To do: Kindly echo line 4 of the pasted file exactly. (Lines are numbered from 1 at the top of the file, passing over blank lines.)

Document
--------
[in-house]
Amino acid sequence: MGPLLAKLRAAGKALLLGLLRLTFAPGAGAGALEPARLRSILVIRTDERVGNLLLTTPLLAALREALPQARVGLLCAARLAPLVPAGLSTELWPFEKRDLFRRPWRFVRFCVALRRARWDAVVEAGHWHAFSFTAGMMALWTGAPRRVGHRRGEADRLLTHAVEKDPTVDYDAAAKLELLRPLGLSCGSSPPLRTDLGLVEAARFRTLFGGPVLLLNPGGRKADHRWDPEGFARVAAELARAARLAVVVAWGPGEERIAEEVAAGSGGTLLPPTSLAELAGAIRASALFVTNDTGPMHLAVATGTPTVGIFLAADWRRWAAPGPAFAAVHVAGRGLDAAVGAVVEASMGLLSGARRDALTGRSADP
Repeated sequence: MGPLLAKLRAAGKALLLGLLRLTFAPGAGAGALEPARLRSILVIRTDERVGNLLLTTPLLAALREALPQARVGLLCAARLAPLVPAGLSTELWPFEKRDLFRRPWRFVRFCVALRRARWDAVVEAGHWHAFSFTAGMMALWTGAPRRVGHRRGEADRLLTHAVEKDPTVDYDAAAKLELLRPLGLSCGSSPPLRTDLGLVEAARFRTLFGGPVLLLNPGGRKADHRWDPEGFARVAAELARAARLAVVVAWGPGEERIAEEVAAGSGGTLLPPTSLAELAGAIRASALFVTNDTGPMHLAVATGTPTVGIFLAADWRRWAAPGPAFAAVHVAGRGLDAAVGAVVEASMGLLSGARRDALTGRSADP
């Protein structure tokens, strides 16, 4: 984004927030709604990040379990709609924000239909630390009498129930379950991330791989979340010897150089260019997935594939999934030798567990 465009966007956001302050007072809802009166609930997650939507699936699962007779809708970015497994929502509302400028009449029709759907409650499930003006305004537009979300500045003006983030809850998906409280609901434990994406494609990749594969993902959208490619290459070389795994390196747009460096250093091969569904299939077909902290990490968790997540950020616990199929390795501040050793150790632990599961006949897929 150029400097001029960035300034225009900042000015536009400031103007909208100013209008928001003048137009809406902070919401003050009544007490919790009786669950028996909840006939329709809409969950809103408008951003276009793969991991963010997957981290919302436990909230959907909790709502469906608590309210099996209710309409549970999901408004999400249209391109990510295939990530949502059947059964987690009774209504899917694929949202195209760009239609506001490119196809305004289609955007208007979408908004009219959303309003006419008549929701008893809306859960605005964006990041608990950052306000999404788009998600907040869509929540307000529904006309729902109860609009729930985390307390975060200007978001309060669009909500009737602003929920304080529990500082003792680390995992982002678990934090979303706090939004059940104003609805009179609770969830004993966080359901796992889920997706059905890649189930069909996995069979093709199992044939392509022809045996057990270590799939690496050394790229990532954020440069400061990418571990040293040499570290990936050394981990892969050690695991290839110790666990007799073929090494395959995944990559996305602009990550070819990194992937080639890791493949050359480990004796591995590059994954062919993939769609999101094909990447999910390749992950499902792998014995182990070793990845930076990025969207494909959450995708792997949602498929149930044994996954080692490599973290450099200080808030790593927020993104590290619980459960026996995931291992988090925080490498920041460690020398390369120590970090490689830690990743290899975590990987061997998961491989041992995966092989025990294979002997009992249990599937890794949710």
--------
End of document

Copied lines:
């Protein structure tokens, strides 16, 4: 984004927030709604990040379990709609924000239909630390009498129930379950991330791989979340010897150089260019997935594939999934030798567990 465009966007956001302050007072809802009166609930997650939507699936699962007779809708970015497994929502509302400028009449029709759907409650499930003006305004537009979300500045003006983030809850998906409280609901434990994406494609990749594969993902959208490619290459070389795994390196747009460096250093091969569904299939077909902290990490968790997540950020616990199929390795501040050793150790632990599961006949897929 150029400097001029960035300034225009900042000015536009400031103007909208100013209008928001003048137009809406902070919401003050009544007490919790009786669950028996909840006939329709809409969950809103408008951003276009793969991991963010997957981290919302436990909230959907909790709502469906608590309210099996209710309409549970999901408004999400249209391109990510295939990530949502059947059964987690009774209504899917694929949202195209760009239609506001490119196809305004289609955007208007979408908004009219959303309003006419008549929701008893809306859960605005964006990041608990950052306000999404788009998600907040869509929540307000529904006309729902109860609009729930985390307390975060200007978001309060669009909500009737602003929920304080529990500082003792680390995992982002678990934090979303706090939004059940104003609805009179609770969830004993966080359901796992889920997706059905890649189930069909996995069979093709199992044939392509022809045996057990270590799939690496050394790229990532954020440069400061990418571990040293040499570290990936050394981990892969050690695991290839110790666990007799073929090494395959995944990559996305602009990550070819990194992937080639890791493949050359480990004796591995590059994954062919993939769609999101094909990447999910390749992950499902792998014995182990070793990845930076990025969207494909959450995708792997949602498929149930044994996954080692490599973290450099200080808030790593927020993104590290619980459960026996995931291992988090925080490498920041460690020398390369120590970090490689830690990743290899975590990987061997998961491989041992995966092989025990294979002997009992249990599937890794949710």